Documentary pays homage to resilience of Montreal’s special-needs choir members through pandemic

An image from the film, "Just As I Am, the Shira Choir."

Weekly rehearsals and a busy concert schedule provided a group of Montreal adults with disabilities much-needed camaraderie and opportunity to learn and develop their talents.

The pandemic brought that to a sudden halt in March 2020.  But under its charismatic founder and leader, Cantor Daniel Benlolo, the Shira Choir went virtual. The 35 members quickly adapted to meeting on Zoom each week, singing together for what dragged into months, easing the isolation of confinement to their homes.

The members, ranging in age from early 20s to 60s and living with intellectual and developmental challenges, are followed through the pandemic in the new documentary Just As I Am: The Shira Choir, produced and directed by Evan Beloff.

One would have to have a heart of stone to watch this hour-long film without getting teary, yet it is not maudlin. Its stars are resilient in the face of loss of real-life social connection and purpose, in addition to the confusion and fear surrounding a deadly virus.

They adapt quickly to meeting weekly online, singing just as passionately as ever. The exuberance of the unfailingly upbeat Benlolo (Danny to all) is infectious and keeps the choir members feeling positive. Birthdays are celebrated and hugs and kisses sent virtually until they can emerge from their homes.

Benlolo founded the Shira Choir soon after he returned to Montreal in 2017 following more than two decades in Ottawa where he created the acclaimed Tamir Neshama Choir. Benlolo saw that there was little structured social and recreational activity for disabled people after they aged out of the system at around 21.

He also wanted to dispel the stereotypes and discomfort surrounding disability that leads to marginalization and exclusion. He believes music and singing have the power to unite people.

Based at the Spanish and Portuguese Synagogue where Benlolo is cantor, the Shira Choir is open to those of all backgrounds, and the documentary shows that diversity.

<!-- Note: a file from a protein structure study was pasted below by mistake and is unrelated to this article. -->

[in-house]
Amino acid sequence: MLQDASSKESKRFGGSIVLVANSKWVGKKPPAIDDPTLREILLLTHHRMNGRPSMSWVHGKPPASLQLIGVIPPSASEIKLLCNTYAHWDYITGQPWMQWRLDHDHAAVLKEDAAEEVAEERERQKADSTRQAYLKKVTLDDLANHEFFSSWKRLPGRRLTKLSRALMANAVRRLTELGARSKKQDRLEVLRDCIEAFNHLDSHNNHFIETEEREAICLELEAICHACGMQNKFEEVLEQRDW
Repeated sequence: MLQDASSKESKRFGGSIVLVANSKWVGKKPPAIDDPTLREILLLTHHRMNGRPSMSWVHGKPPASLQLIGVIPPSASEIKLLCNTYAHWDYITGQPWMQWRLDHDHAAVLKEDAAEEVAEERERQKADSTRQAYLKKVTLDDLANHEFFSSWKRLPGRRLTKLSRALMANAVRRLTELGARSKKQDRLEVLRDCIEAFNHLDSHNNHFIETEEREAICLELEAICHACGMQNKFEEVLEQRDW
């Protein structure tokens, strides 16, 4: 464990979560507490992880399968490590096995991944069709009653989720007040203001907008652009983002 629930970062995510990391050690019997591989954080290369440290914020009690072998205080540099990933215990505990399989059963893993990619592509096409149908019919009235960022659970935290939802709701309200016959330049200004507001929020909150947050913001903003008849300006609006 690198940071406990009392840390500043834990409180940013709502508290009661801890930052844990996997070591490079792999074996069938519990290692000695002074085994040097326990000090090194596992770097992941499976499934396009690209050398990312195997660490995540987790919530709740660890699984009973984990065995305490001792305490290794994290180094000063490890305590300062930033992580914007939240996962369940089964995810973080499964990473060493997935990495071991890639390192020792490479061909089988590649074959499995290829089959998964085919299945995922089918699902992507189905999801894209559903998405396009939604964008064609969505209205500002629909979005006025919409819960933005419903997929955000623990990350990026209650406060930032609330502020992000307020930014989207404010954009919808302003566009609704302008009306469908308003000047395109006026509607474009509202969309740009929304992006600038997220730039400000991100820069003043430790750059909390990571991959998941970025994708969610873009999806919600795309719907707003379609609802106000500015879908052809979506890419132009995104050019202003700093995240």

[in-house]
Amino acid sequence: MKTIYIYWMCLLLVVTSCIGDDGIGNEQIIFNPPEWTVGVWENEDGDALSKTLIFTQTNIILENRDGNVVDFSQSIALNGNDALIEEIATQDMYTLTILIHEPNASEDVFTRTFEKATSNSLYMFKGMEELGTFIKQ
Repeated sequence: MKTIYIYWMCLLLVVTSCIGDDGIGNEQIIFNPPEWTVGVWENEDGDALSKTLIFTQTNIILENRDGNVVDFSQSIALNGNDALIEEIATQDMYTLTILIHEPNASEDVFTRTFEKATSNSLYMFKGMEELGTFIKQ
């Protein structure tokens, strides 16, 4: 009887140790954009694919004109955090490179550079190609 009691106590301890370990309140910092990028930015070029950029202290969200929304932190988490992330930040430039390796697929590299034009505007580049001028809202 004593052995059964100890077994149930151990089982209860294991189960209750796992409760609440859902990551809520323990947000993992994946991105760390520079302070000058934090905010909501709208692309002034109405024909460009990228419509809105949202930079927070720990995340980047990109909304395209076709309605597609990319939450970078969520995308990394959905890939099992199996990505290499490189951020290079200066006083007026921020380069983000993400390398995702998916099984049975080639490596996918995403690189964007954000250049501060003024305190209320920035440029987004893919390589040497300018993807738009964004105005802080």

Whatever their identity, all members learn an eclectic repertoire ranging from Jewish liturgical songs to Broadway and pop hits, and perform in hospitals, nursing homes, and places of worship.

Says Adena Schnarch, “I joined the choir because I love singing and learning new songs, and I like performing in front of people. The choir members and volunteers have become part of my family.” She persuaded her less outgoing husband, Robert Lemieux, to join too.

Just As I Am is the title of the song created especially for the choir by the film’s executive producer, Marvin Rosenblatt. Its lyrics ask that we really see and hear the disabled and recognize our common humanity.

As COVID restrictions eased, Shira members reunited to professionally record the song — to their obvious delight. The film concludes with the choir finally coming together this June for an outdoor concert.

Just As I Am is more than an inspirational, feel-good film. It addresses difficult issues, not the least, death. Worried parents wonder what will happen to their children after they are gone.

The pandemic has been a sort of rehearsal. Some Shira members could not see their parents for months – their first such separation.

Mortality has to be confronted frankly. This is poignantly illustrated in the case of the Yanofsky family. Jonah, an inquisitive, lively 22-year-old on the autism spectrum, asks his mother Cynthia if she is going to die someday.

It is his father Joel who receives a cancer diagnosis during the pandemic and passes away last December. As he nears the end, Joel expresses how he has come to appreciate community and his gratitude to the Shira Choir for providing that.

Jonah processes his feelings by singing his own songs, even at his father’s graveside.

This was not the only unexpected death during the filmmaking. Rosenblatt’s wife of 37 years, Maxine, died suddenly in October and the film is dedicated to her memory. In the past, she had taught independent living skills to young adults.

“While I was broken at our family’s loss, I continued to push forward knowing that she would want me to. I was so driven that I took it upon myself to write the lyrics for our theme song together with my musician nephew in Israel,” he said.

“It has been my greatest joy among all the sadness to watch the choir members learn and embrace the simple yet meaningful song.”

Just As I Am: The Shira Choir had its world premiere in-person at the Spanish and Portuguese Synagogue on Sept. 23 with the choir performing. The documentary airs on CBC on Sept. 25 at 7 p.m. and will then be available on CBC Gem, the broadcaster’s free streaming service.